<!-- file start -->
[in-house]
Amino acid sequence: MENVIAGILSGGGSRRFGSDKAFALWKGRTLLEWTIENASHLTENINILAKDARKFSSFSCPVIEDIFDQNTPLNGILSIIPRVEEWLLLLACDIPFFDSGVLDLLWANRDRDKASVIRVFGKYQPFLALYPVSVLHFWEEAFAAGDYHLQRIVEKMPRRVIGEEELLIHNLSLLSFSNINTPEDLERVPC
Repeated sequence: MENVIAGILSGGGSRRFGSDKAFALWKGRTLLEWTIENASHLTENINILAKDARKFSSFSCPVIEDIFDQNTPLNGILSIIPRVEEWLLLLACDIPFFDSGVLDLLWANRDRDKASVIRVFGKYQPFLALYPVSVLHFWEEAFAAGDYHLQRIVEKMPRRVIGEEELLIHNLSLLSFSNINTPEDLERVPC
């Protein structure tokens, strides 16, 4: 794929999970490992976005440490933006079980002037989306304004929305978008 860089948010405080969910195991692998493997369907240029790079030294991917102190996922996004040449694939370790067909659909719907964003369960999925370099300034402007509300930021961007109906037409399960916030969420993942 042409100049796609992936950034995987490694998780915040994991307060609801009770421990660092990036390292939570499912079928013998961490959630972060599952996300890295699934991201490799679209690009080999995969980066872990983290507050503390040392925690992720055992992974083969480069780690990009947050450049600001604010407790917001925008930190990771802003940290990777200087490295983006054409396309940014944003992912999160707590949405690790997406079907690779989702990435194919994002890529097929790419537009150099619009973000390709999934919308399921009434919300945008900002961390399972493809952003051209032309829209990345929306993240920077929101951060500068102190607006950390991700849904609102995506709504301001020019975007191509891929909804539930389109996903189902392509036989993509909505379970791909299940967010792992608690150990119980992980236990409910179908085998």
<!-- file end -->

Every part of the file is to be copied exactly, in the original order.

[in-house]
Amino acid sequence: MENVIAGILSGGGSRRFGSDKAFALWKGRTLLEWTIENASHLTENINILAKDARKFSSFSCPVIEDIFDQNTPLNGILSIIPRVEEWLLLLACDIPFFDSGVLDLLWANRDRDKASVIRVFGKYQPFLALYPVSVLHFWEEAFAAGDYHLQRIVEKMPRRVIGEEELLIHNLSLLSFSNINTPEDLERVPC
Repeated sequence: MENVIAGILSGGGSRRFGSDKAFALWKGRTLLEWTIENASHLTENINILAKDARKFSSFSCPVIEDIFDQNTPLNGILSIIPRVEEWLLLLACDIPFFDSGVLDLLWANRDRDKASVIRVFGKYQPFLALYPVSVLHFWEEAFAAGDYHLQRIVEKMPRRVIGEEELLIHNLSLLSFSNINTPEDLERVPC
């Protein structure tokens, strides 16, 4: 794929999970490992976005440490933006079980002037989306304004929305978008 860089948010405080969910195991692998493997369907240029790079030294991917102190996922996004040449694939370790067909659909719907964003369960999925370099300034402007509300930021961007109906037409399960916030969420993942 042409100049796609992936950034995987490694998780915040994991307060609801009770421990660092990036390292939570499912079928013998961490959630972060599952996300890295699934991201490799679209690009080999995969980066872990983290507050503390040392925690992720055992992974083969480069780690990009947050450049600001604010407790917001925008930190990771802003940290990777200087490295983006054409396309940014944003992912999160707590949405690790997406079907690779989702990435194919994002890529097929790419537009150099619009973000390709999934919308399921009434919300945008900002961390399972493809952003051209032309829209990345929306993240920077929101951060500068102190607006950390991700849904609102995506709504301001020019975007191509891929909804539930389109996903189902392509036989993509909505379970791909299940967010792992608690150990119980992980236990409910179908085998």